that is necessary for life and faith, for endurance and for triumph:
I give thanks to my God always for you because of the grace
of God that has been given you in Christ Jesus, for in every way
you have been enriched by Him. You are not lacking in anything
as you await the revealing of our Lord, Jesus Christ.
It not only describes their current state of being through the grace
of God, but it turns out that they have nothing to fear about the
future no matter what the future holds. Paul promises them the sustaining
strength of Christ up to and through the very end, when the powers
of evil and death will finally be defeated. The strength that sustains
is not the strength they or we find within ourselves. It is the
strength that comes from above as a gift from God.
culture continually gives us the misguided word that human life
is something we make up on our own. I'm a self-made
person. I got what I got on my own. I have no one to thank but myself.
Paul reminds us that we humans have no ground for boasting about
anything, even our greatest spiritual gifts, the gifts of speaking
or healing or speaking in tongues. These are all given to us by
God. "What do you have," he asks later, "that was
not a gift in the first? And if you receive it, why do you boast
about it as if it were not a gift?"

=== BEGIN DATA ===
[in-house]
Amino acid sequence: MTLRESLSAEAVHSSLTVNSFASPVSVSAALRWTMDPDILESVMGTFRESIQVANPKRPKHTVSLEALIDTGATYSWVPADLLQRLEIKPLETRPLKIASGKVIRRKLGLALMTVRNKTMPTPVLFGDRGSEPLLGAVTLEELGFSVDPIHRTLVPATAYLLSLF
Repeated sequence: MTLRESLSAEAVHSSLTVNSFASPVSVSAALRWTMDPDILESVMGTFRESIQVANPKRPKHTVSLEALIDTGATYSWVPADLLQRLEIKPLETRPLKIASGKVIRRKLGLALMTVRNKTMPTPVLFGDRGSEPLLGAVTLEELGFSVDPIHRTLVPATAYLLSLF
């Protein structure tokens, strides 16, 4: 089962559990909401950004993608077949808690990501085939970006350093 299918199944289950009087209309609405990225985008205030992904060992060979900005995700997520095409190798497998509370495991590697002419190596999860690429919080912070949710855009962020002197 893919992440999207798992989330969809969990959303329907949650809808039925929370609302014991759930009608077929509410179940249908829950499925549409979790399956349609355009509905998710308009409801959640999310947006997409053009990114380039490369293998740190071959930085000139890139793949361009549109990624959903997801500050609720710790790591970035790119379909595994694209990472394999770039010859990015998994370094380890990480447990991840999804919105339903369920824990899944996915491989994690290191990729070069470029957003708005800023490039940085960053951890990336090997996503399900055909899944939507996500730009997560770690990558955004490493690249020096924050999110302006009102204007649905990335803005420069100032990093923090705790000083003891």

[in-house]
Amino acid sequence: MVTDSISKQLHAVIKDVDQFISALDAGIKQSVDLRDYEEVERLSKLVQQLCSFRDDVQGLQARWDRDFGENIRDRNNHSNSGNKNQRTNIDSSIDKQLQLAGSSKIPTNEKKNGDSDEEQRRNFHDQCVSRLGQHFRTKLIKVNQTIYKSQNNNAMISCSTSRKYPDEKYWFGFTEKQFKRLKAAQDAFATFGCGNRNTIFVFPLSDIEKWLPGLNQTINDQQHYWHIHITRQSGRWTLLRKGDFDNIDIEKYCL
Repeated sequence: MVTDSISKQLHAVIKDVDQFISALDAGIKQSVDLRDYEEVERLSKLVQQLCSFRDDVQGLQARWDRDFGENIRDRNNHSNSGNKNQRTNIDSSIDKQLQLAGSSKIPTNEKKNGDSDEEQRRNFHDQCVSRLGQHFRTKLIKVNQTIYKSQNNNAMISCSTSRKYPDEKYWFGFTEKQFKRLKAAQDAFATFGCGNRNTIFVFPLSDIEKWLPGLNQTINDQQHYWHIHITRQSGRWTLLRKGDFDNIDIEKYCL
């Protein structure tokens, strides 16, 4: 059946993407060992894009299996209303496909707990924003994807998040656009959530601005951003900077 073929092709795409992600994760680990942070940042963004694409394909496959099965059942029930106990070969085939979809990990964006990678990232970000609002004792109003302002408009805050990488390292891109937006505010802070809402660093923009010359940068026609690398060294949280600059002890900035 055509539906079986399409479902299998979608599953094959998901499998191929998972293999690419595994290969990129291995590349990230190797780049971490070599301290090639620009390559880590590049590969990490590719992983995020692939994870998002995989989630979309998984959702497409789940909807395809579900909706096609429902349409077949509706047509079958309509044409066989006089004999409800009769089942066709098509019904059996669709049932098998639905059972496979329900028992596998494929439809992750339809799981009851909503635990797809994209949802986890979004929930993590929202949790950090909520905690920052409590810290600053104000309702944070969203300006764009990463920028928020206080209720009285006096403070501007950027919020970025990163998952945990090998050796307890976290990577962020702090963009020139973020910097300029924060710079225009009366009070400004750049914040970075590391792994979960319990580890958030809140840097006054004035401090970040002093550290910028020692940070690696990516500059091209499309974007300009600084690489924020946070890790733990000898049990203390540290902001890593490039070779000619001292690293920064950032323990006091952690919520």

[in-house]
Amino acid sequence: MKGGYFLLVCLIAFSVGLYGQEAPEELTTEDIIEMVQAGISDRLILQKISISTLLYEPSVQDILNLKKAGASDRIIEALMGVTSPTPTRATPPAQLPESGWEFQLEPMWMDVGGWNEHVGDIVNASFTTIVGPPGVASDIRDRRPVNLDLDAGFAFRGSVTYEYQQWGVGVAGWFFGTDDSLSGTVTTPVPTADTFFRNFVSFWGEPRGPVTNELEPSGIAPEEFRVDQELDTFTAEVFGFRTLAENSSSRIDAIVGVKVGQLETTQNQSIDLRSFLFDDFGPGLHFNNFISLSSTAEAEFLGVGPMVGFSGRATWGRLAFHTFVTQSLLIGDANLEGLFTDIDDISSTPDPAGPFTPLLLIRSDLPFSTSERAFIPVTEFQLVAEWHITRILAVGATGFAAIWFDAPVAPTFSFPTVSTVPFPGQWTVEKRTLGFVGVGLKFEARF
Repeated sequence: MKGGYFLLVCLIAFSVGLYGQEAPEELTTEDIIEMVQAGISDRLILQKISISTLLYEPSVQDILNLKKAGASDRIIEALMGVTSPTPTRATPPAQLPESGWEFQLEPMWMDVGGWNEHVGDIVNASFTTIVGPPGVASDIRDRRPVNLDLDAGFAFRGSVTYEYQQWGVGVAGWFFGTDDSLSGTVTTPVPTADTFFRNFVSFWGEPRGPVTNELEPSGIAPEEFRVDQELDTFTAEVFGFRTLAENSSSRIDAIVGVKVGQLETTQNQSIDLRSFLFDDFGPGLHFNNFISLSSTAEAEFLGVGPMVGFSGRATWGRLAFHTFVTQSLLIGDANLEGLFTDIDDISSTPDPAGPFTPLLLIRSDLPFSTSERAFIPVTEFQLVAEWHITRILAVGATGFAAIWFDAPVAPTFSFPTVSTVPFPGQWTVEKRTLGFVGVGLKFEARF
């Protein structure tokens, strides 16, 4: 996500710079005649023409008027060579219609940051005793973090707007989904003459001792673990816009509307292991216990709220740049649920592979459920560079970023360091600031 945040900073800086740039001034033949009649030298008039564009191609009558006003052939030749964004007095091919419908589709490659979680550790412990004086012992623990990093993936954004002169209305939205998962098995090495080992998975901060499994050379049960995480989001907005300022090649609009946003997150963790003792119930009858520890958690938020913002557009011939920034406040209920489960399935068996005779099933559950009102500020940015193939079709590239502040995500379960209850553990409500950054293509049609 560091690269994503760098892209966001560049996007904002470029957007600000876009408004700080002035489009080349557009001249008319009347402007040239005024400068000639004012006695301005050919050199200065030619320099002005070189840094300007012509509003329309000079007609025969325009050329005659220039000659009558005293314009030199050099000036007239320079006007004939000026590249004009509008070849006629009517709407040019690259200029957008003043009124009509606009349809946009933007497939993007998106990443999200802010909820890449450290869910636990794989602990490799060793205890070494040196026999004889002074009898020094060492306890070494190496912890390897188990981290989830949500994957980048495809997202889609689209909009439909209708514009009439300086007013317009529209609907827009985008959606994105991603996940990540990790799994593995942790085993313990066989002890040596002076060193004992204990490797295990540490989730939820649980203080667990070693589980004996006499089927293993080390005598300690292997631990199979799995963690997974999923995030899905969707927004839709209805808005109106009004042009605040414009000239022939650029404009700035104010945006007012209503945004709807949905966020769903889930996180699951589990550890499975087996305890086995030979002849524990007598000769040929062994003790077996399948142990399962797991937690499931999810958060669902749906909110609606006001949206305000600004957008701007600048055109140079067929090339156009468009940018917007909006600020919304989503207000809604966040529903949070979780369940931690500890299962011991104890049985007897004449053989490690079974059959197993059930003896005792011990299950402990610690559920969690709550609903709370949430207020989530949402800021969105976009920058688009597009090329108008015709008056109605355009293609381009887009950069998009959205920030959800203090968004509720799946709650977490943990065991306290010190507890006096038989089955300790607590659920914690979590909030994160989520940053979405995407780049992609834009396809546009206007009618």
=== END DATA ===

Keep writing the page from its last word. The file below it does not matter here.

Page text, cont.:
weeks ago, I had the opportunity to hear Yo Yo Ma play the cello
at Symphony Hall in Atlanta. Often he would bend over the instrument,
making it come to life. Just as often, perhaps even more often,
he played with his head thrown back, as if he were an open vessel
receiving the music, humbly receiving it, letting it pass through
him so that he could give it to us, the audience. He made me think
in a new way about the meaning of the expression, "A Man in
to Paul, there are really two basic ingredients of the complete
human life and the complete human community. The first is the grace
of God. The second ingredient is gratitude for the grace that God
has freely given. So
many in our complex, fast-paced, high-pressure world have forgotten
that there is such a thing as the grace of God. We've gotten into
the habit of thinking that nothing good is going to happen to us
or through us unless we make it happen—Charlie Croker style.
They stride to get ahead, to stay on top, completely losing sight
of the fact that none of us has to earn our right to occupy space
on this planet; because we exist, we have every right to be here
and to be happy about it, too. Nothing is more important to know
more important is to remember
that there is nothing we have to do or can do to earn a place of
acceptance in the heart of God. We transpose our
need to make ourselves into a spiritual need, feeling as if we have
to make a place for ourselves in God's own heart. You would think
that people who tend to look at God that way had never even been
baptized. It is a tendency that I must confess shows up in my own
spirit from time to time, and when it does, I try to remind myself
that one day long ago a minister held me in his arms and made the
sign of the cross on my forehead acknowledging that from the get-go
I was a-ok with God. On my dark days, I take comfort in the fact
that there is nothing that I have done since that day, even the